Wildlife Board approves change to simplify collection of non-venomous native reptiles, amphibians
SALT LAKE CITY — Spotting a lizard sunning itself on a rock adds a bit of excitement to any outdoor adventure. For some people, collecting amphibians or reptiles that they find in the wild is a popular activity. On Thursday, the Utah Wildlife Board approved a new rule that makes it easier to do just that.
Utah is home to approximately 61 native species of reptiles and 15 native species of amphibians. The rule change will simplify the process for the public to collect, possess and breed non-venomous native reptiles and amphibians caught in the wild. It will also allow for the sale of captive-born reptiles and amphibians.
Previously, people interested in collecting, possessing and/or breeding native amphibians and reptiles were required to obtain a Certificate of Registration. The process could be complicated, lengthy and sometimes expensive. And most of the highly sought-after native species in Utah were previously categorized as either “controlled” or “prohibited.”
“This proposal was a result of reptile and amphibian enthusiasts wanting easier access, bag limits and a permit to be able to use this natural resource,” DWR native species coordinator Drew Dittmer said. “They wanted to be able to take and engage with these species in a sustainable way and wanted to simplify the process and make it more approachable for the public.”
However, some requirements must be met before people can begin collecting. People interested in taking home a non-venomous reptile or amphibian found in the wild are required to take an online education course, which would cover the laws, safety considerations and conservation ethics. The education course certificate is valid for three years. People are also required to obtain a permit online.
Under the new rule, people are still not allowed to collect sensitive species, including the Gila monster, Mojave desert tortoise, Arizona toad, Western boreal toad, relict leopard frog and Columbia spotted frog.
There is also a set bag limit for the number of reptiles and amphibians that could be collected. The bag limit categories vary from species to species and include the following options:
- Limited: 2 yearly bag limit with 4 total in a person’s possession at one time
- Standard: 3 yearly bag limit with 9 total in a person’s possession at one time
- Expanded: 25 yearly limit with 50 total in a person’s possession at one time
While this new rule is similar to laws that other states have in place, the DWR is including a unique rule that requires people who collect reptiles and amphibians to report online where they found the animals. The person would be required to report this information within 72 hours of capturing the reptile or amphibian. This will help biologists study the activity and distribution of many of the native species.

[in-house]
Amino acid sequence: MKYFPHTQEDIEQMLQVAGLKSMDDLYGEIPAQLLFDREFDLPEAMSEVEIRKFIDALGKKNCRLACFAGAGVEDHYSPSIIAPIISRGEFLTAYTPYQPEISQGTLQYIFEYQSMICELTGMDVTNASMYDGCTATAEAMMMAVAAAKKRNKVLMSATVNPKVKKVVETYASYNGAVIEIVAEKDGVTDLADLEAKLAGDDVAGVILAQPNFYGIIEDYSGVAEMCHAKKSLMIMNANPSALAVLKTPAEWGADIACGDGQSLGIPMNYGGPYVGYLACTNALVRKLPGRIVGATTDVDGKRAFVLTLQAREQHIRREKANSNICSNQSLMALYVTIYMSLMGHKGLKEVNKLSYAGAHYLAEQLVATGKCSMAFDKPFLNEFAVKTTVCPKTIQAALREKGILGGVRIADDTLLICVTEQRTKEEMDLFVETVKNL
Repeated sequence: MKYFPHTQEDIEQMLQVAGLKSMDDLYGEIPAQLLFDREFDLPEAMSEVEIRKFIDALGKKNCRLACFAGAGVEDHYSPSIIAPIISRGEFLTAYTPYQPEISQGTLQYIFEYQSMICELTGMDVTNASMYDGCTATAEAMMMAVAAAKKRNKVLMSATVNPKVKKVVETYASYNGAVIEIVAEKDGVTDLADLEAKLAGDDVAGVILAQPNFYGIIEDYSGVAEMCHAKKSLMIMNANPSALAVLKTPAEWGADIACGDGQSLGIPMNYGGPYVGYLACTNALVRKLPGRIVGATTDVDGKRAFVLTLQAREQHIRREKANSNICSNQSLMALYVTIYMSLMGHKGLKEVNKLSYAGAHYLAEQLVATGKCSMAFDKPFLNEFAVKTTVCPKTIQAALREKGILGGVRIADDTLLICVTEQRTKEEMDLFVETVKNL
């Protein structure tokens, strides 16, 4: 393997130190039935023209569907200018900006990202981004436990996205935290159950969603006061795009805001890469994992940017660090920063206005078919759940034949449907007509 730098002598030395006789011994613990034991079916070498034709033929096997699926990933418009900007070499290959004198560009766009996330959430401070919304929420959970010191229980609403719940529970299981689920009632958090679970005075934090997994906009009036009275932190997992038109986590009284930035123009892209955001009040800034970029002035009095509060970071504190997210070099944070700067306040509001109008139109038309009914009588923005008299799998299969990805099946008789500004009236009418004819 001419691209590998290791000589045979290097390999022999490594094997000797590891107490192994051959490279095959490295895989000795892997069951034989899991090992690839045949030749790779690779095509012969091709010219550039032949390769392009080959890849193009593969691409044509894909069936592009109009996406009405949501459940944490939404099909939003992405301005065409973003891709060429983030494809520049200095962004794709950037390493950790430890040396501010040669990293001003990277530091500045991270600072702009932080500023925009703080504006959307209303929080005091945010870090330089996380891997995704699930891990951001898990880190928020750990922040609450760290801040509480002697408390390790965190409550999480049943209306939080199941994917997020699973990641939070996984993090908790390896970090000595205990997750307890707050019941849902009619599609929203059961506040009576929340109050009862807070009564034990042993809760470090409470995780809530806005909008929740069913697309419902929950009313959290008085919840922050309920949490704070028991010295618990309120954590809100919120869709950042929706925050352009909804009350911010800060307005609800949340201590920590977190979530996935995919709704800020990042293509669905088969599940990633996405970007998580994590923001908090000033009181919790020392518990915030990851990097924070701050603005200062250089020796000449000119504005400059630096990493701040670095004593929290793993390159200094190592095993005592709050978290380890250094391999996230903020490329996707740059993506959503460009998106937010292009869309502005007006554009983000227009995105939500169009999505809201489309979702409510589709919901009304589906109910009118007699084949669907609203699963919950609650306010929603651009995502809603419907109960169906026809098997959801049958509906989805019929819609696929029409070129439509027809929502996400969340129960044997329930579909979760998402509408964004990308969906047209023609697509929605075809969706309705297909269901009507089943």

“There isn’t a good way right now to know how many there are of several of these species,” Dittmer said. “The online community science reporting is exciting and is the biggest thing I’m looking forward to with this new proposal. There are people out there who already monitor reptiles and amphibians in their spare time, so requiring them to report it will give us data that will help us better manage these species.”
This new rule will go into effect Jan. 1, 2020.
If someone is interested in collecting and possessing venomous reptiles like rattlesnakes, they are still required to get a Certificate of Registration. There is also an age requirement of 18 years old. However, even with a Certificate of Registration, people are required to follow their city ordinances to make sure they can legally keep venomous reptiles. And non-native venomous species are still not allowed in Utah without obtaining a variance from the Utah Wildlife Board.
Map of wild turkey transplant sites for next 5 years
The Utah Wildlife Board also approved new wild turkey transplant sites for the next five years. There are between 25,000-35,000 wild turkeys in Utah, and part of the current management plan includes improving hunting opportunities and decreasing human/turkey conflicts, which sometimes necessitates turkeys being trapped and relocated.
The new map identifies 267 locations where turkeys could be relocated in the next five years. Of those release sites, 210 are for existing turkey populations and 57 are new areas for turkeys.
The DWR has trapped and relocated about 10,000 turkeys over the last 10 years. Recording the transplant sites is required by state law, and in the past, they were tracked in a list format. However, DWR biologists felt that a map format would be better because it is more detailed.
“Some of the areas where these birds are transplanted are very big, so using a map allows us to be more specific, rather than using a text list,” DWR upland game wildlife coordinator Dax Mangus said. “These transplanted birds either bolster existing turkey populations or start new populations in an area, and these maps will help us better track them.”